What will worry the NDA govt amid a tight fiscal situation in an election year is that till December 2018, it accrued less than half its Rs 80,000-crore target.
New Delhi: The central government has managed to meet its disinvestment targets only once in the last 10 years, and is struggling to do so again this financial year.
The successful year was 2017-18, when the government exceeded its Rs 1 lakh crore target by taking in actual proceeds of Rs 1,00,056 crore. However, its earnings till December 2018 are just Rs 34,142.35 crore, less than half the Rs 80,000-crore target it set itself for 2018-19.
This shortfall in realisation will worry the NDA government amid a tight fiscal situation in an election year.
What’s more, a closer look at the data reveals that a substantial chunk of the accruals in 2017-18 came from stake sale between central public sector enterprises (CPSE) and buybacks — a scheme which allows companies to repurchase part of the outstanding shares.
Exits a problem area
According to Prime Database, a top source for capital market information, 36.62 per cent of the disinvestment target last year came from CPSE to CPSE sales.
In other words, PSUs failed to exit businesses despite meeting the target — stakes merely changed hands — diluting the purpose of the exercise.
“Exits have remained a problem area and this does not seem to have any immediate solution,” former chief economic adviser Arvind Subramanian told ThePrint.
Last year, in January, the government-owned Oil and Natural Gas Corporation (ONGC) announced it was buying out the Centre’s entire 51 per cent stake in the Hindustan Petroleum Corporation for Rs 36,915 crore.
That apart, the public sector insurance behemoth Life Insurance Corporation (LIC) has been actively supporting the government’s disinvestment and initial public offering (IPO) exercise, including those of Hindustan Aeronautics Limited and New India Assurance.
A study by Pahle India Foundation showed that over the last few years, LIC has consistently subscribed to CPSE shares during the disinvestment process.
“In 2015, LIC bought almost 50 per cent of Coal India’s and 86 per cent of Indian Oil’s issue size. A year earlier, it had bought roughly 72 per cent of SAIL’s offer size and subsequently 5 per cent of the government’s stake in BHEL through private placement, since going to the market had been ruled out,” the study said.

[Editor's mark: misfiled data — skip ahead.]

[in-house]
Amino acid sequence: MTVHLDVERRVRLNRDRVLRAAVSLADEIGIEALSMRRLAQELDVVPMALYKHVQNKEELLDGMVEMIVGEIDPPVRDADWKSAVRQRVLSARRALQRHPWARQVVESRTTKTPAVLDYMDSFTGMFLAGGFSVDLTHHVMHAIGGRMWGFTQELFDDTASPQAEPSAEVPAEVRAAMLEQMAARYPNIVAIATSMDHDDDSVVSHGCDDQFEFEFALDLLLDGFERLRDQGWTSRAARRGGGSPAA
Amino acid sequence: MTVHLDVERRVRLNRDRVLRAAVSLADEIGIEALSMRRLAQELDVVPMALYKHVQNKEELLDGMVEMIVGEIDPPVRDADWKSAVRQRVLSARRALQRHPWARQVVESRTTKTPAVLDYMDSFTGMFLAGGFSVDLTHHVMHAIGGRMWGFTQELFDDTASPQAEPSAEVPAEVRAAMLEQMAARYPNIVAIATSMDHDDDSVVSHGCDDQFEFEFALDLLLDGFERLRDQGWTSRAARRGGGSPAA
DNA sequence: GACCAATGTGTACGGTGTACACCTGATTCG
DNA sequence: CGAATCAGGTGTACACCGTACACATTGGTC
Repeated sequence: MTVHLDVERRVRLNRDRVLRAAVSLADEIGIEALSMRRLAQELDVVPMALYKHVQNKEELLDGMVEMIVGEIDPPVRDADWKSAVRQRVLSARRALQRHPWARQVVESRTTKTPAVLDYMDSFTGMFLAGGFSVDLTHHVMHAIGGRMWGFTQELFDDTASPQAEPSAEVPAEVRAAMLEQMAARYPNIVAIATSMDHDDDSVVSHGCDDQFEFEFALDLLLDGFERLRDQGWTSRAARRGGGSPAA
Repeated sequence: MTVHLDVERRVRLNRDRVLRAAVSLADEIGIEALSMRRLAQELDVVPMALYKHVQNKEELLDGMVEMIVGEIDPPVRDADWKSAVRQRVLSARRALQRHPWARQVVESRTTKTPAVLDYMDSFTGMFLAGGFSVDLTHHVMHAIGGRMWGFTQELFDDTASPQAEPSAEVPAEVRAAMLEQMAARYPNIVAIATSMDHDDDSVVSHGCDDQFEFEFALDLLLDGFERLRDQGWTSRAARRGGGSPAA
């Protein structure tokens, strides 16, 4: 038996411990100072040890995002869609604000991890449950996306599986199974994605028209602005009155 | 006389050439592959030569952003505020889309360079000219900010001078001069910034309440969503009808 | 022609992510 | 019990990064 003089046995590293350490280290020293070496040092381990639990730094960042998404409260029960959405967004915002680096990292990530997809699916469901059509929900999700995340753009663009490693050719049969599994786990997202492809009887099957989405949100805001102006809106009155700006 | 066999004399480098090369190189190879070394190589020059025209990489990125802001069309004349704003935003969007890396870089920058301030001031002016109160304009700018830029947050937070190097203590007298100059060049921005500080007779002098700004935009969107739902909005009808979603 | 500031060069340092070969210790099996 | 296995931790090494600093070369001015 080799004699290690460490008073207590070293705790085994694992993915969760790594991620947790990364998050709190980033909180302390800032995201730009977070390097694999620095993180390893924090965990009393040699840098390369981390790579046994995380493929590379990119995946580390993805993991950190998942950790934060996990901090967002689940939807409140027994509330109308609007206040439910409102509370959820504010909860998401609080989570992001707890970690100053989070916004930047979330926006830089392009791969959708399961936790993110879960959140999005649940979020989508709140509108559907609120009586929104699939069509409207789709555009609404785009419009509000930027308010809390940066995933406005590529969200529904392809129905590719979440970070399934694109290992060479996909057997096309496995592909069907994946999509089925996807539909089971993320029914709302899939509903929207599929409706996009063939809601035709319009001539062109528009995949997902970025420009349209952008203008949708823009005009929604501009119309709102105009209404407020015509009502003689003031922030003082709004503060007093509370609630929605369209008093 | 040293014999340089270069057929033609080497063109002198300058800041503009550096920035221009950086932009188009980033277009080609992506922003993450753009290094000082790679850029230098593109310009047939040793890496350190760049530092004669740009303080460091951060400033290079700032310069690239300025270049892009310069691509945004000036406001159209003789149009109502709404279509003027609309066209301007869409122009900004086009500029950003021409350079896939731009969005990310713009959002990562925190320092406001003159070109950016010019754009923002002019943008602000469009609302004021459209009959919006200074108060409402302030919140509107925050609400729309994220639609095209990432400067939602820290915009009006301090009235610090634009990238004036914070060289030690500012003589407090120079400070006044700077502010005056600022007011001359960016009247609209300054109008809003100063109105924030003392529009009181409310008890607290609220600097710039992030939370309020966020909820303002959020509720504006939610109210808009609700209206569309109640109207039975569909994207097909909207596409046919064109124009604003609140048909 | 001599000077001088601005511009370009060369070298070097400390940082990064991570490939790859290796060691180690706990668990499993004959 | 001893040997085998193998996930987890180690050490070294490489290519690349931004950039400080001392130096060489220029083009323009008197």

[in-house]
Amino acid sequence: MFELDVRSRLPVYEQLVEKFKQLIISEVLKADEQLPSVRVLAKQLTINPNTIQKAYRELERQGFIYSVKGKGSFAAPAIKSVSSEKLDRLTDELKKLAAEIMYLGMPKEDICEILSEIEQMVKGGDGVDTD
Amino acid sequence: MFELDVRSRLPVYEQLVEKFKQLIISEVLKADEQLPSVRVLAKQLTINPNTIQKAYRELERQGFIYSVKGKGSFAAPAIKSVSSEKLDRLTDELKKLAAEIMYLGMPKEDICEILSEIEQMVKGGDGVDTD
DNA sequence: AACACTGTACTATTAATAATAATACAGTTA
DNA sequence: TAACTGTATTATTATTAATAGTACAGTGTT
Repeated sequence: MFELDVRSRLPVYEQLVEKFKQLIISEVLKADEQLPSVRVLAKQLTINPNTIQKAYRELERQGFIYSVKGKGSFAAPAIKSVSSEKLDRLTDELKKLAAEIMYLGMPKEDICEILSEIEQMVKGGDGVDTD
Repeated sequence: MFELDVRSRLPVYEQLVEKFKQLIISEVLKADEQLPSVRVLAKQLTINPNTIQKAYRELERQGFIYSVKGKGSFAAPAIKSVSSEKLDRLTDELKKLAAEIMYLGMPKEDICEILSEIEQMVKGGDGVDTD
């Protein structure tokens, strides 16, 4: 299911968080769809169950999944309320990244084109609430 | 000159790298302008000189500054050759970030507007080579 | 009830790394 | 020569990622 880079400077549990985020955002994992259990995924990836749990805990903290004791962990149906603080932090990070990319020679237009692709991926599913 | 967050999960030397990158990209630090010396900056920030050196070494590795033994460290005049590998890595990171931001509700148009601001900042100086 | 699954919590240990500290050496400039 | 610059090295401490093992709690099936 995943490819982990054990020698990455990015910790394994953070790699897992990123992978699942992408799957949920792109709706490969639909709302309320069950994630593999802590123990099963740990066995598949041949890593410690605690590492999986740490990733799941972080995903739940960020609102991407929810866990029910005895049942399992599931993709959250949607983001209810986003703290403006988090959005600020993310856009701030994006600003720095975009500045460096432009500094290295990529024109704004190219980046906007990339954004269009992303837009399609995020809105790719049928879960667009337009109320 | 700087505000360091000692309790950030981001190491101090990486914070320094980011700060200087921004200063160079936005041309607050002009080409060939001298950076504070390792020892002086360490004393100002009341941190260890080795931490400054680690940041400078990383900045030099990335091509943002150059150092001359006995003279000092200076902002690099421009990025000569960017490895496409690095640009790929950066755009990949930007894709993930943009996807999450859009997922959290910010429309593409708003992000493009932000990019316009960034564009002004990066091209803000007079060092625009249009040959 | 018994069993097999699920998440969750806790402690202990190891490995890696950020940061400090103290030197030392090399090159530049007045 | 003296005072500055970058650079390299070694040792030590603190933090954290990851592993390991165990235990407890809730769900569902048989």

This year too, NBCC — a major construction company of the Government of India — announced the buyout of the Hospital Services Consultancy Corporation (HSCC), under the Ministry of Health and Family Welfare.
“The disinvestment process must be handled more efficiently. The breakup of 2017-18 disinvestment proceeds indicates that ownership of government has barely reduced,” said Nirupama Soundararajan, senior fellow and head of research, Pahle India.
The way ahead
Sources said the government is likely to accelerate its stake sale in Axis Bank and ITC Ltd in next few weeks. The Centre’s stake in ITC, which has a market capitalisation of Rs 3,60,916.62 crore, stands at around 7.97 per cent, while it has over 9 per cent stake in Axis Bank with a market capitalisation of Rs 1,69,873.83 crore.
“Going by residual stake sale in just these two companies, the government can garner over Rs 40,000 crore, and these are low-hanging fruit,” said a senior government official.
Besides, the government is expected to continue pushing its disinvestment exercise through the exchange traded fund (ETF) route. An ETF operates more like a mutual fund, which essentially comprises a group of shares. Once the government sells its equity stakes to the fund company, the latter then sells those units to public investors.
Finance Minister Arun Jaitley had announced the setting up of Bharat 22 ETF — a vehicle to achieve the divestment target — in the Union Budget 2017.
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